Stephen Kessler | Live from the grand reopening at Kuumbwa Jazz – Santa Cruz Sentinel
Using my laminated COVID-19 vaccination registration card for the first time, wearing my favorite mask to match my beret and cashmere scarf and my Italian blazer – so chic that I will probably dress up again. at the reopening of the Symphony – I’m ready for the reopening evening at Kuumbwa Jazz with the Joshua Redman trio. Before the 9-hour show, tenor and soprano saxophones, double bass and drums take a rest on stage as the crowd arrives, old friends cheerfully greeting each other for the first time in a year and a half, a major cultural occasion that we ‘all that celebrates is if he comes back from exile.
I promised to record the concert for a friend who had to cancel at the last hour because she had too much fun with her grandson, but the recording is forbidden, so this primitive instrument, the pen and paper, must be sufficient to approximate the sounds of music without success. For now, it’s the chatter, the laughter, the cries of joy that people recognize, even through masks, that light up the late summer night with animated bliss.
Music of course cannot be translated, it is a way of expressing the inexpressible, which is only suitable for these inexplicable pandemic conditions, the bald head of the conductor glittering under the lights and the running notes of his horn playing with the drummer and the bassist’s backlines, angular melodies that come and go like a rugged runner, like a cornerback returning an interception, delighting fans in the stands, which in this case is a club to two-thirds of its capacity, and the space is more spacious but pleasant and full, a house sold.
Do these songbirds suddenly fly away from the tenor bell? Or was it just a synaesthetic hallucination born from a mimetic sound? I told you it was indescribable, but I have to bring back all I can because the leader takes the soprano saxophone to launch his lyrics at a higher register difficult to transcribe in his slippery improvisation without whistling, not the kind of song that you hum when leaving the show, but the air then turns towards a charming sinuosity of snake as if to draw a snake out of its large basket to brush its split tongue while rhythmically imitating the turns of the horn.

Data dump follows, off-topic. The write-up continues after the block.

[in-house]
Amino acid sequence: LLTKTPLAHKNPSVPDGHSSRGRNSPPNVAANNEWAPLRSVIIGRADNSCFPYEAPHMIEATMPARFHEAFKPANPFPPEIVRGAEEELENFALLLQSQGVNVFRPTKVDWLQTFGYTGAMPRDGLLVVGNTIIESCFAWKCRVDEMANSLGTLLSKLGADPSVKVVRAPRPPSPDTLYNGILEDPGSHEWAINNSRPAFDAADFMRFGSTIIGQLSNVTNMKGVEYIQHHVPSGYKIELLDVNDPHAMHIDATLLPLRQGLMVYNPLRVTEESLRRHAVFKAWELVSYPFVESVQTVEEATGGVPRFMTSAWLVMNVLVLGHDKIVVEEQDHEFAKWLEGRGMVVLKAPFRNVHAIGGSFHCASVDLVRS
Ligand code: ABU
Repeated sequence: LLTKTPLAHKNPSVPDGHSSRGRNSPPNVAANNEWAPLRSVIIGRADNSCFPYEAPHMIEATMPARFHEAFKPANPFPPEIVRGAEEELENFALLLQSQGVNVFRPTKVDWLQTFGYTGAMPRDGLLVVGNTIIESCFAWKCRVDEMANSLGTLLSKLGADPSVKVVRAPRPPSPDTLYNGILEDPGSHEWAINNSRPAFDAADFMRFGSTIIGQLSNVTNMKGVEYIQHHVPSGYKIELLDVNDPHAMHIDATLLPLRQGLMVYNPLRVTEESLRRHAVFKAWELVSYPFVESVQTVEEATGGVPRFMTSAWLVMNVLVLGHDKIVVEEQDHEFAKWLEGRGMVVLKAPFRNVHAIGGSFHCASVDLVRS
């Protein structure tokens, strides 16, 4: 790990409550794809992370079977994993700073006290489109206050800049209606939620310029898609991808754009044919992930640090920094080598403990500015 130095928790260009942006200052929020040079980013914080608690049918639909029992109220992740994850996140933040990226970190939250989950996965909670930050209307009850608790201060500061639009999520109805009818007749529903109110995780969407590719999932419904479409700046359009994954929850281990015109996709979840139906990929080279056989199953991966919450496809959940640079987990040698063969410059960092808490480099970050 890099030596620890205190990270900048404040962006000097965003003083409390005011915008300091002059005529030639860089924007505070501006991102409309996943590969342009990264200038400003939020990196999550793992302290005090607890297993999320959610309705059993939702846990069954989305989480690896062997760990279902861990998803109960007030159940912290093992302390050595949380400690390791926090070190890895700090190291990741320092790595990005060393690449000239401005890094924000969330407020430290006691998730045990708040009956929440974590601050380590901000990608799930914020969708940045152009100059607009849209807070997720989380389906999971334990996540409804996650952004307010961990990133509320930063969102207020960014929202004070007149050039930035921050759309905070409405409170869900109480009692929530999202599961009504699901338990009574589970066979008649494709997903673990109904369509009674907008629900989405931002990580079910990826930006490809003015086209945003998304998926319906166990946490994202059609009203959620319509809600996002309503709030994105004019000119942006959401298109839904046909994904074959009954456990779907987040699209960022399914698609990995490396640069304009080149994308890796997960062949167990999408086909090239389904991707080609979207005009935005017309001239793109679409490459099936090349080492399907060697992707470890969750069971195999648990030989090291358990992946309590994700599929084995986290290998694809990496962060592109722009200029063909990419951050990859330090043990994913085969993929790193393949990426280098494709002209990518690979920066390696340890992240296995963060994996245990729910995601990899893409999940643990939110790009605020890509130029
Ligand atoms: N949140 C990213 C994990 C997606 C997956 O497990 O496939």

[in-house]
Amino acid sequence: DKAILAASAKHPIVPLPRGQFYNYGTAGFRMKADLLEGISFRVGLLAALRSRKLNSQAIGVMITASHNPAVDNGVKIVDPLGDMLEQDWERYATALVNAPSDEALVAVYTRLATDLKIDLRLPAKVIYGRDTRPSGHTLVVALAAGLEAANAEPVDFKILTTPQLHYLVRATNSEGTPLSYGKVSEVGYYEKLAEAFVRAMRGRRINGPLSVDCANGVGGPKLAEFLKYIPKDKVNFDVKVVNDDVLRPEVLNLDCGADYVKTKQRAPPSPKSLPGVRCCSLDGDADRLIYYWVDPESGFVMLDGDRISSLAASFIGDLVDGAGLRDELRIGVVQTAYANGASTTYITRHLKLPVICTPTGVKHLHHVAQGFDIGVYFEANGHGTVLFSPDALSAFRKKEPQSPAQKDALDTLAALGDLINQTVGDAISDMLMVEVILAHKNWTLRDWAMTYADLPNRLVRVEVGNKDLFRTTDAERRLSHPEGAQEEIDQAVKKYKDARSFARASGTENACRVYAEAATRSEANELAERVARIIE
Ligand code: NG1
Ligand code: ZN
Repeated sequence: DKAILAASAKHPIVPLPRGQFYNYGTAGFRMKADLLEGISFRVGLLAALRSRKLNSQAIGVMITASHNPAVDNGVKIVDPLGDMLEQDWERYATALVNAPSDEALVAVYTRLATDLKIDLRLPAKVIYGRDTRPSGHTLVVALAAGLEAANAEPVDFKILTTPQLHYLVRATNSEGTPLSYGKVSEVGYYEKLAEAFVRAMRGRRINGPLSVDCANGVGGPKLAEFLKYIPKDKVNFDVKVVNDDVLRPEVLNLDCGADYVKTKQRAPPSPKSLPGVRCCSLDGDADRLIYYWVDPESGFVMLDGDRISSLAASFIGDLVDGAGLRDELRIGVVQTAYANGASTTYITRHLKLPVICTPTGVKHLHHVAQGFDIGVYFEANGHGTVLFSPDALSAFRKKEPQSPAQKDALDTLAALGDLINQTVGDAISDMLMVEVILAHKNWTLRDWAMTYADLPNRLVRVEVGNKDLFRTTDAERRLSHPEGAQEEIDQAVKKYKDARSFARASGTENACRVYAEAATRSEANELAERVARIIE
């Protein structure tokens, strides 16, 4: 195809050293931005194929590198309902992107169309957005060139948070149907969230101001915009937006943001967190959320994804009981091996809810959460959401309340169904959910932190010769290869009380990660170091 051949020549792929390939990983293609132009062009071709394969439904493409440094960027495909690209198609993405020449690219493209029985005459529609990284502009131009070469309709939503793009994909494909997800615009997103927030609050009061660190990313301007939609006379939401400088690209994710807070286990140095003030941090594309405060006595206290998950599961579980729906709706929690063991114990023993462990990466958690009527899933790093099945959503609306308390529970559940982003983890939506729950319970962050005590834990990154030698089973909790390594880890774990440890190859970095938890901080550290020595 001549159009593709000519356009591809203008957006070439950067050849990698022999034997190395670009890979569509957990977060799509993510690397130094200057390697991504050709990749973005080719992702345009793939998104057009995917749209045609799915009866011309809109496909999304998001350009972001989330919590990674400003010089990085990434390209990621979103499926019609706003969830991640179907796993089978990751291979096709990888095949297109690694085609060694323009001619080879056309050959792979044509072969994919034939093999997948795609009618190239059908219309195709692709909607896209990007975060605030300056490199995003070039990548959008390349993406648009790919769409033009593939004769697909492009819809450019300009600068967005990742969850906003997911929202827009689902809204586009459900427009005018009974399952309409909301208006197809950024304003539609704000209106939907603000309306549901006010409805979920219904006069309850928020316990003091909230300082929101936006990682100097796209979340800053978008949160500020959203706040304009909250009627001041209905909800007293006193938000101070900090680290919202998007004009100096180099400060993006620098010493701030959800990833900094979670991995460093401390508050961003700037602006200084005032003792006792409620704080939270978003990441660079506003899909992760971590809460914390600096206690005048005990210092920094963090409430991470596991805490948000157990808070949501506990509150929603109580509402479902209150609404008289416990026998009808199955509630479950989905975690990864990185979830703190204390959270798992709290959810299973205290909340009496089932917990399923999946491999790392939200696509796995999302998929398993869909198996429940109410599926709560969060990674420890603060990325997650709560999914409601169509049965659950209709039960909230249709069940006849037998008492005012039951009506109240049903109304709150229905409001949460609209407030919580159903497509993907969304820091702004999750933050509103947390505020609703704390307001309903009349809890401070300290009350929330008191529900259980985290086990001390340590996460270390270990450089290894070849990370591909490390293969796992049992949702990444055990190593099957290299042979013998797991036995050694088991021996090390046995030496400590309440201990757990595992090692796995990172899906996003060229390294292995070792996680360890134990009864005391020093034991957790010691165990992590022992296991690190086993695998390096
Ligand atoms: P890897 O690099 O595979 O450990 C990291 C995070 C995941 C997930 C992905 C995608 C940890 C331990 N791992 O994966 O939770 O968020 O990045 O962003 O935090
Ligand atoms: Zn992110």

All three musicians are thin, nervous dudes whose energetic engagement burns calories quickly and means they never need to hit the gym. And so the sound continues to elude all that can be said about it. How do music critics do? I mean say what they heard without fooling readers with words that are nothing like what they are describing? But this is not a criticism, more a chase of notes that would otherwise disappear into the cool night air, like the siren of the police car outside which whistles briefly and then falls into silence.
Inside, we remember how live music is heard with the whole body, not just the ears, whose drums pick up every vibration, but the muscles register the waves of larger physical phenomena, as if they are being massaged. everywhere by invisible hands. This is why we have to be here in the flesh, not pixelated on disembodied screens where hardly a mockery of ourselves manifests in the absence of the current one. A screen is a mask, and a mask is a screen through which we can barely speak and be understood, which is why writing can come close to some kind of comprehension.
“Never Let Me Go” is the first standard of the ensemble, which I recognize, an updated ballad of old-fashioned sentimentality with fresh riffs of the soloist’s current signature, the essence of jazz, and it follows this with an original blues which has all the heads of the house dancing to the rhythm, the knees bouncing, the feet tapping, all the bodies then standing to thank the performers with long applause.
It feels good to be back.
Stephen Kessler’s new book of poems, “Last Call,” is available locally at Bad Animal Books and Bookshop Santa Cruz. His column appears on Saturdays.